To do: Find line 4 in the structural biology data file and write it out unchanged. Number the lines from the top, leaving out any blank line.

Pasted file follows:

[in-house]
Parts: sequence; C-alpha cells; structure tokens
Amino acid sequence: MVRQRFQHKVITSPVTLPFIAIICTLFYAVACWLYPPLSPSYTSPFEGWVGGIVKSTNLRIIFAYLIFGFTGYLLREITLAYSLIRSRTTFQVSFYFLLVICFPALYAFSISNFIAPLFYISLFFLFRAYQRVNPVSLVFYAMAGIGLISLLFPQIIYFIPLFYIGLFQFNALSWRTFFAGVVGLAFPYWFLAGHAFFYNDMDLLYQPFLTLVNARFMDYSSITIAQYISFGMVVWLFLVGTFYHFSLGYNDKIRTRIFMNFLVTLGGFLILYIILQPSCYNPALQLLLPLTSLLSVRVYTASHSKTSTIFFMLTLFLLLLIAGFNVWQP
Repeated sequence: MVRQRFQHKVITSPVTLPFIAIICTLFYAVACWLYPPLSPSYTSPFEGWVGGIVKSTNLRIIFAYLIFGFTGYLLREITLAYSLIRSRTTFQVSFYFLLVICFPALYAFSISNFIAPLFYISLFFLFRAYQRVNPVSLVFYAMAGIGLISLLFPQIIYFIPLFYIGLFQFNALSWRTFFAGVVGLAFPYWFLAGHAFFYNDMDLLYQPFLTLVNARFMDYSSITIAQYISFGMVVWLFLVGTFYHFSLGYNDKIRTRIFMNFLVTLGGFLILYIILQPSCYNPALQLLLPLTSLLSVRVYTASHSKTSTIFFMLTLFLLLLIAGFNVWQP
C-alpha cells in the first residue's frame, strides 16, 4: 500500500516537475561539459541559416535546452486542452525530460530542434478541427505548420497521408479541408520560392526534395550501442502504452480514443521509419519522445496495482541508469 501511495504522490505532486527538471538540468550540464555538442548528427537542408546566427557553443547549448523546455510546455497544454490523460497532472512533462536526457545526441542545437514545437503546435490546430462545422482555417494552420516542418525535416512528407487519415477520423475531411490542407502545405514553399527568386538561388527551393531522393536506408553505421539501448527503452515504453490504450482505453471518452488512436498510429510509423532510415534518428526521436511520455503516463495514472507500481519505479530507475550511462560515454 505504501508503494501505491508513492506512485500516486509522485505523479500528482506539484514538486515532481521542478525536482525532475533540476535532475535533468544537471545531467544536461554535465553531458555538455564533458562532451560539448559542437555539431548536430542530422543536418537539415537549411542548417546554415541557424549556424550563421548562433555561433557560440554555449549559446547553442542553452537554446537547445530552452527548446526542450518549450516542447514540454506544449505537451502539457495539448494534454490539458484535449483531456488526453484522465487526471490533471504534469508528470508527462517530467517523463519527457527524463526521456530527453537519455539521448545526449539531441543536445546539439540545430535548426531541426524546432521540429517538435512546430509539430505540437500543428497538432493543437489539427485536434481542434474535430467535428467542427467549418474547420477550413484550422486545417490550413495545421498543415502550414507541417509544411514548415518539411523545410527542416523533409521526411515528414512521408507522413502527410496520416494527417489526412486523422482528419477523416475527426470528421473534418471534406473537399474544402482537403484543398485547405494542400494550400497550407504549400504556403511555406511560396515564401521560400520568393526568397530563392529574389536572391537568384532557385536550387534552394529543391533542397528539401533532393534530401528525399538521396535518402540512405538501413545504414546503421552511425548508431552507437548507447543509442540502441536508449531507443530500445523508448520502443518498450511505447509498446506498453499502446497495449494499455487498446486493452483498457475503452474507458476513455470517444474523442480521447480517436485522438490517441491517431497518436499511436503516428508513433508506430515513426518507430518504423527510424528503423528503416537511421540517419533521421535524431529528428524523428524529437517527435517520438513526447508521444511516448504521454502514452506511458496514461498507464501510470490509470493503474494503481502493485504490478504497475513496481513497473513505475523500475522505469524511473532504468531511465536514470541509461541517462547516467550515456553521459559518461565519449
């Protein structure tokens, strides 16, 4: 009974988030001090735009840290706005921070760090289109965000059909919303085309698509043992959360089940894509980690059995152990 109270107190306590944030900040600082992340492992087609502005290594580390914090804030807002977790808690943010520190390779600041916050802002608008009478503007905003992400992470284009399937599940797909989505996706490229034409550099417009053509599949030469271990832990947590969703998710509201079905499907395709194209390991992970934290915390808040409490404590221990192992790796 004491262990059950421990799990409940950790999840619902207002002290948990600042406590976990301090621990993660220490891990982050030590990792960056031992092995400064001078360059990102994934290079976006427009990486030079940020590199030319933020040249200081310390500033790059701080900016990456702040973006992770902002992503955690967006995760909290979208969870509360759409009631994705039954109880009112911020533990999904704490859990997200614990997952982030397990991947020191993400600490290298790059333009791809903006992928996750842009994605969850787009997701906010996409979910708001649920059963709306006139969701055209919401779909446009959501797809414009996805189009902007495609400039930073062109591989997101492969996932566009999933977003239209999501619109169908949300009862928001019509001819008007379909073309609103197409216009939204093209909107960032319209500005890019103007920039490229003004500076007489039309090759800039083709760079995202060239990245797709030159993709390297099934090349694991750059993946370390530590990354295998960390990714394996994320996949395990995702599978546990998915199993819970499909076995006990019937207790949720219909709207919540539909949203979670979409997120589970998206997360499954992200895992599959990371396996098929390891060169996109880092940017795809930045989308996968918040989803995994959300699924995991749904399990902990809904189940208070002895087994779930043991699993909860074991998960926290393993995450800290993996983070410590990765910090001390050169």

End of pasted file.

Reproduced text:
Repeated sequence: MVRQRFQHKVITSPVTLPFIAIICTLFYAVACWLYPPLSPSYTSPFEGWVGGIVKSTNLRIIFAYLIFGFTGYLLREITLAYSLIRSRTTFQVSFYFLLVICFPALYAFSISNFIAPLFYISLFFLFRAYQRVNPVSLVFYAMAGIGLISLLFPQIIYFIPLFYIGLFQFNALSWRTFFAGVVGLAFPYWFLAGHAFFYNDMDLLYQPFLTLVNARFMDYSSITIAQYISFGMVVWLFLVGTFYHFSLGYNDKIRTRIFMNFLVTLGGFLILYIILQPSCYNPALQLLLPLTSLLSVRVYTASHSKTSTIFFMLTLFLLLLIAGFNVWQP